NEW YORK --One of two Iraqis detained at Kennedy Airport following President Donald Trump's executive order closing the nation's borders to refugees was released Saturday.
According to court papers filed in downtown Brooklyn, Hameed Khalid Darweesh had worked on behalf of the U.S. government in Iraq for 10 years.
The other detainee, Haider Sameer Abdulkhaleq Alshawi, was coming to the United States to join his wife, who had worked for a U.S. contractor, and young son.
The men arrived on separate flights.
Rep. Jerrold Nadler of New York tweeted that he and Rep. Nydia Velazquez had secured the release of Darweesh.
At an airport news conference, Darweesh was asked about his feelings toward Trump.
"I like him but this is a policy, I don't know,"he said. "He's the president, I'm a person. I have a special immigration visa in my passport because I work with the U.S. government, I support the U.S. government on the other side of the world. But when I came here, they say no and they treat me as I break the rules or do something wrong. That surprise me."
The men were detained after arriving overnight. Their immigration attorneys filed a writ of habeas corpus Saturday morning in the Eastern District of New York seeking to have their clients released.
At the same time, those attorneys filed a motion for class certification, to represent all refugees and immigrants.
Nadler and Velazquez added that 12 travelers have been detained at Kennedy Airport while customs agents clarify how they should be responding to the Trump executive order.
Protesters gathered at the airport Saturday to denounce the order.
Meanwhile, Iran's foreign ministry is suggesting the country will limit issuing visas to American tourists in retaliation for Trump's suspension of immigration and visas for nationals from Muslim countries including Iran.
The official IRNA news agency carried a statement by the Iranian foreign ministry that says Iran will resort to "counteraction" to Trump's executive order.
The statement says: "Iran, to defend the dignity of the great Iranian nation, will implement the principle of reciprocity until the removal of the insulting restriction against Iranian nationals."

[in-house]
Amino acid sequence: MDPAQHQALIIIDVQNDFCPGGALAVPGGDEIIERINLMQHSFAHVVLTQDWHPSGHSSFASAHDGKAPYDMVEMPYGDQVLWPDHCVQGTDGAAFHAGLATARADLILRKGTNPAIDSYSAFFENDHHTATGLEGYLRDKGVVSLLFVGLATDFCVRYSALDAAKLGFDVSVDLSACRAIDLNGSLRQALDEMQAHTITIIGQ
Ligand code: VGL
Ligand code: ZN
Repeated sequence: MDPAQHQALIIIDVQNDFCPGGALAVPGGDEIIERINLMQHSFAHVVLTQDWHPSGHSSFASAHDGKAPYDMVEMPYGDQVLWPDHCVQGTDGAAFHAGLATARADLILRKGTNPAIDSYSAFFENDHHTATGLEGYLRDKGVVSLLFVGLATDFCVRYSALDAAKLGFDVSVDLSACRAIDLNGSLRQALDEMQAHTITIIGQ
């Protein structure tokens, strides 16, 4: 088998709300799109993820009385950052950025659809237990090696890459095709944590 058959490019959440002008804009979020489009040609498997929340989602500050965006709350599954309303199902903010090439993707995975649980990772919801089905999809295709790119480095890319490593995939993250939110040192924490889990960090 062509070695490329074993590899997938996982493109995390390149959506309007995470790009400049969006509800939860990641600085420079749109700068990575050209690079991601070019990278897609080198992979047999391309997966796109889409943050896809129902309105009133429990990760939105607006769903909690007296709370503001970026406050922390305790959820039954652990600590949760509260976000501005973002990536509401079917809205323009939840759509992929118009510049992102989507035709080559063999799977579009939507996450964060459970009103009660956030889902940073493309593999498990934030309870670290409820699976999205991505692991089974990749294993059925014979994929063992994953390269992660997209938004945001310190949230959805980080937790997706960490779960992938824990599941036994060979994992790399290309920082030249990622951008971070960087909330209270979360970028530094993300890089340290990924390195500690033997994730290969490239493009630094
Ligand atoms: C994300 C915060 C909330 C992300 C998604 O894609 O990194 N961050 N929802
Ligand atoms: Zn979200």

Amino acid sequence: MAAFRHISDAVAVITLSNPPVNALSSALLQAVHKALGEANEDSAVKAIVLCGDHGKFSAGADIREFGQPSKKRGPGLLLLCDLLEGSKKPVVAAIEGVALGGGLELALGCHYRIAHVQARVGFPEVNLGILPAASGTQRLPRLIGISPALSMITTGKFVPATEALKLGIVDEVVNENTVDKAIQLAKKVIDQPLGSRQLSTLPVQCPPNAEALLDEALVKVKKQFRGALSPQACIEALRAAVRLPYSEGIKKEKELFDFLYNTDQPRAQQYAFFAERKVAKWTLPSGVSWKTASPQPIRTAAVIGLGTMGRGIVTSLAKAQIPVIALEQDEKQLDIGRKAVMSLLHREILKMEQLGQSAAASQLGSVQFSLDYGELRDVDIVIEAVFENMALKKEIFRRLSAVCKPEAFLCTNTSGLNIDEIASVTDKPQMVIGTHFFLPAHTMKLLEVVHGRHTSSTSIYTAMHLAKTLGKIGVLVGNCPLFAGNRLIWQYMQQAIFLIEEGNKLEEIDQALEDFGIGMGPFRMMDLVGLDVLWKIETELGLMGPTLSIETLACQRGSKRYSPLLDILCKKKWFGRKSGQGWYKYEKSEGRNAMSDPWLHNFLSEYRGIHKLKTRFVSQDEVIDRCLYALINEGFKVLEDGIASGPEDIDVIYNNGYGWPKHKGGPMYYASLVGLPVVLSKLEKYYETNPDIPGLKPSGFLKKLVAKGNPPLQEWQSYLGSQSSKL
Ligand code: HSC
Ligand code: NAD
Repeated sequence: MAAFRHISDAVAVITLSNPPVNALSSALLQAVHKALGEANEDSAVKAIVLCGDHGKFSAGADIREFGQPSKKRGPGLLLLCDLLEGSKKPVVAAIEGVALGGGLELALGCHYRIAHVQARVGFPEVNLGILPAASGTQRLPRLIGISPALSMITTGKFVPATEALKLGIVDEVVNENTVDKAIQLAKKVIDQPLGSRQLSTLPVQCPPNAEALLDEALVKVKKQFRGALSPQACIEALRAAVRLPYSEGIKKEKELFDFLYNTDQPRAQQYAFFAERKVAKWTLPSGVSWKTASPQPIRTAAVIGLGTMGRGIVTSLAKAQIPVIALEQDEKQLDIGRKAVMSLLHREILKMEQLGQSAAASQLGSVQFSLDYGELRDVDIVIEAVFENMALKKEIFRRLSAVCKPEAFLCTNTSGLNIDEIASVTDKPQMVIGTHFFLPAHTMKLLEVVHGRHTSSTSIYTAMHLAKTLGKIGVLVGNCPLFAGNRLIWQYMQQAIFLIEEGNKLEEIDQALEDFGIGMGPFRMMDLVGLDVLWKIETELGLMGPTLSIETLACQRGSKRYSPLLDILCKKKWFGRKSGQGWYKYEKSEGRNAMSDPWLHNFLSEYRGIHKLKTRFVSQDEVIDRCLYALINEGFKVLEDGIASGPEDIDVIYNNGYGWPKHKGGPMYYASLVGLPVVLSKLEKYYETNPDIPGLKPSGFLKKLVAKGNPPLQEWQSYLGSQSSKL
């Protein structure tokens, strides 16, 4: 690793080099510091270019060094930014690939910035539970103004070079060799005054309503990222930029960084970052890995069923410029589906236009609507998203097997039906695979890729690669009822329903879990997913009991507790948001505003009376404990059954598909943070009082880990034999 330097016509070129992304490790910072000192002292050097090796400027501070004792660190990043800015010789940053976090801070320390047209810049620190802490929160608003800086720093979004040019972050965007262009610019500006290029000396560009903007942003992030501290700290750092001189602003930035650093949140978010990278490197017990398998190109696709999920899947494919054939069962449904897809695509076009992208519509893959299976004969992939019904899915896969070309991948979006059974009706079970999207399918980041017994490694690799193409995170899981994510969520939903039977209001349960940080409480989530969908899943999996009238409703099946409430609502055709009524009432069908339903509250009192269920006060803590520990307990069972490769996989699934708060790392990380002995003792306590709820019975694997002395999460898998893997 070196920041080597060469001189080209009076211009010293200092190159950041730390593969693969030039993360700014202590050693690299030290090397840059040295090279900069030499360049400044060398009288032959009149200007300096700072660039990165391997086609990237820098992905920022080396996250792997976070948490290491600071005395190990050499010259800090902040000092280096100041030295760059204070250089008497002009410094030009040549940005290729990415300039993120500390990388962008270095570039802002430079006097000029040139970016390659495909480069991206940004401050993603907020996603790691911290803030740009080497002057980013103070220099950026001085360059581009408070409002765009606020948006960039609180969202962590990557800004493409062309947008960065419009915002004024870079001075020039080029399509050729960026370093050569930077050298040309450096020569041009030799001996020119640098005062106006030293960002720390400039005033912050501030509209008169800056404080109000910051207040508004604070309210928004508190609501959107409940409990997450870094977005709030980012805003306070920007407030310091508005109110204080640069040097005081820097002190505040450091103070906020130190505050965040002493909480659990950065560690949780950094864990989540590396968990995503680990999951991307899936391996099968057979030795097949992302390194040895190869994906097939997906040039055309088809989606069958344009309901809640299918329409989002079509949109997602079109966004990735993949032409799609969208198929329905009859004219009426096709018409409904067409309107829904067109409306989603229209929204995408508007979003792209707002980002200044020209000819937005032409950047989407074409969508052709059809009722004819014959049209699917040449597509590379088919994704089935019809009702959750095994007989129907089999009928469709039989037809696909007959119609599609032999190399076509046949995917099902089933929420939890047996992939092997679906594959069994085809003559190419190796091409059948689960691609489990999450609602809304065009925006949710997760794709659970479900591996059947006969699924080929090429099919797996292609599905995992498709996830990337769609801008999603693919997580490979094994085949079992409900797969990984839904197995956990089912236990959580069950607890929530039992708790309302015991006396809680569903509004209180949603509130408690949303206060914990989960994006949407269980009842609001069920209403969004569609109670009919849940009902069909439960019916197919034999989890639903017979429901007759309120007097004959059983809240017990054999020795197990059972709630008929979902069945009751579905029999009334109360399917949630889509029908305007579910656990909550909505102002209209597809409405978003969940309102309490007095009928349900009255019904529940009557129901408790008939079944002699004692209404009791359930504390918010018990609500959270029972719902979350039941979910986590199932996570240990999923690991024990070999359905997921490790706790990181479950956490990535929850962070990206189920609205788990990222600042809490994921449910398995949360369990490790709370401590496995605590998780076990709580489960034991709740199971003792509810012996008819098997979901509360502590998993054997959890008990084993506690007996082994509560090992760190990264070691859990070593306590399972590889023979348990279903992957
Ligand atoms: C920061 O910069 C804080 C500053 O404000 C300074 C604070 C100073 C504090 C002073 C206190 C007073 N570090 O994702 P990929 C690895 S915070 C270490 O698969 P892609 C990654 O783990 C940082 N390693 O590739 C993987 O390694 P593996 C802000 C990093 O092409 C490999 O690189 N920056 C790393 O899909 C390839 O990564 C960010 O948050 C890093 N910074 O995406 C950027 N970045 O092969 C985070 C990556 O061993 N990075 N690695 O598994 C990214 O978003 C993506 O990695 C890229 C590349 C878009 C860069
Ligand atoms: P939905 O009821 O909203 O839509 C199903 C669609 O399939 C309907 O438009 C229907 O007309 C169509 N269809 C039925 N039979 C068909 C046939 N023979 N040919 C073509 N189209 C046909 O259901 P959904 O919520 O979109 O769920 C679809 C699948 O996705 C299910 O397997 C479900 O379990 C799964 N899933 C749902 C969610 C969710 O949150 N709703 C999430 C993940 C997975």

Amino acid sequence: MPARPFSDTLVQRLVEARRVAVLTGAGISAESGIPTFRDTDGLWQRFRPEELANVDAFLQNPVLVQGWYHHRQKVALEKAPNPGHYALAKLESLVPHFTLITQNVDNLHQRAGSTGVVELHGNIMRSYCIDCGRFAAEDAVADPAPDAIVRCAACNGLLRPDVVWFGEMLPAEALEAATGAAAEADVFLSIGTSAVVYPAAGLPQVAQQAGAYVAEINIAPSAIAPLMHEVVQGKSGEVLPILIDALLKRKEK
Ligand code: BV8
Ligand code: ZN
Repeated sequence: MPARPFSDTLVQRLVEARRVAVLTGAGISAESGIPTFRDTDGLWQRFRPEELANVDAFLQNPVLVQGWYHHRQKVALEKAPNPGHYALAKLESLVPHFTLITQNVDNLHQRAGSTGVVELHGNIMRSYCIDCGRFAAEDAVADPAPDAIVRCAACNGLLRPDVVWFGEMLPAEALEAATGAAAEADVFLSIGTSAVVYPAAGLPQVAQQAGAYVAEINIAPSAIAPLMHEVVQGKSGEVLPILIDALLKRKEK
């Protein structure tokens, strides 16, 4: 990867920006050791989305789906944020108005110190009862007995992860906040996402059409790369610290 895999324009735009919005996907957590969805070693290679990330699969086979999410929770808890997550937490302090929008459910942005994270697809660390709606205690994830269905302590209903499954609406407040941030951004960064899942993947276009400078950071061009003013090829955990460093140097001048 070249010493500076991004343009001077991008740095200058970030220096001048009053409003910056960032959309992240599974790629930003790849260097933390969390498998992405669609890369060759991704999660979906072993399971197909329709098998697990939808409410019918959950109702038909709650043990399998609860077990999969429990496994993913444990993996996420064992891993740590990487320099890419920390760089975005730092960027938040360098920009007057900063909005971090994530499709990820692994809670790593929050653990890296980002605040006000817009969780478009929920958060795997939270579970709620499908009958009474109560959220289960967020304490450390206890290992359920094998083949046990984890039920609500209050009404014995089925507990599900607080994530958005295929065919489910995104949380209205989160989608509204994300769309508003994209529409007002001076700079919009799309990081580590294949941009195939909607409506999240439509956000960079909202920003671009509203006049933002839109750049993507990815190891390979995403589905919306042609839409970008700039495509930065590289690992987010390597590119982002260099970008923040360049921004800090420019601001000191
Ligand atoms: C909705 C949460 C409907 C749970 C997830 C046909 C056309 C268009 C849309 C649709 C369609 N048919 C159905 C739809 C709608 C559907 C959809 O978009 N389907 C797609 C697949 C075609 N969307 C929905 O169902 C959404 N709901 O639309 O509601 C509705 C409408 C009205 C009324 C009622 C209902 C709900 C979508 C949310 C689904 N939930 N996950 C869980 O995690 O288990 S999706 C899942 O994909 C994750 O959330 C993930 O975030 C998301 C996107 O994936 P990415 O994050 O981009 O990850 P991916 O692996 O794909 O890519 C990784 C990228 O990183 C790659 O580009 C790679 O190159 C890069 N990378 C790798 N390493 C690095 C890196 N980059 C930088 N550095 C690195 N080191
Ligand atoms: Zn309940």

The statement adds: "It will apply corresponding legal, consular and political actions."
The two countries have had no diplomatic relations since 1979 when militants stormed the U.S. embassy.
Refugees in the air or on the way to the United States when the order was signed are being stopped and detained at airports, according to immigration advocates.
Seven U.S.-bound migrants - six from Iraq and one from Yemen - were prevented from boarding an EgyptAir flight to Kennedy airport.
Officials said the action Saturday by the airport was the first since President Trump imposed a three-month ban on refugees from seven Muslim-majority countries: Iraq, Syria, Iran, Sudan, Libya, Somalia and Yemen.
The officials said the seven migrants, escorted by officials from the U.N. refugee agency, were stopped from boarding the plane after authorities at Cairo airport contacted their counterparts in JFK airport.
The airlines flying from this part of the world are updating their travel advisories to reflect the situation.
KLM and Qatar Airways are indicating that green card holders or holders of diplomatic visas (A,G, C-2 or NATO,) from the seven countries are allowed to fly. Tourists and those on study visas are not.
It was a period of limbo for an unknown number of non-American citizens from Iraq, Syria, Iran, Sudan, Libya, Somalia or Yemen now barred from the country where they were studying or had lived, perhaps for years.
A federal law enforcement official who confirmed the temporary ban said there was an exemption for foreigners whose entry is in the U.S. national interest. It was not immediately clear how that exemption might be applied.
Trump's order exempts diplomats.
Those already in the U.S. with a visa or green card will be allowed to stay, according to the official, who wasn't authorized to publicly discuss the details of how Trump's order was being put in place and spoke only on condition of anonymity.
Customs and Border Protection was notifying airlines about passengers whose visas had been canceled or legal residents scheduled to fly back to the U.S. Airlines were being told to keep them off those flights.
(The Associated Press contributed to this report.)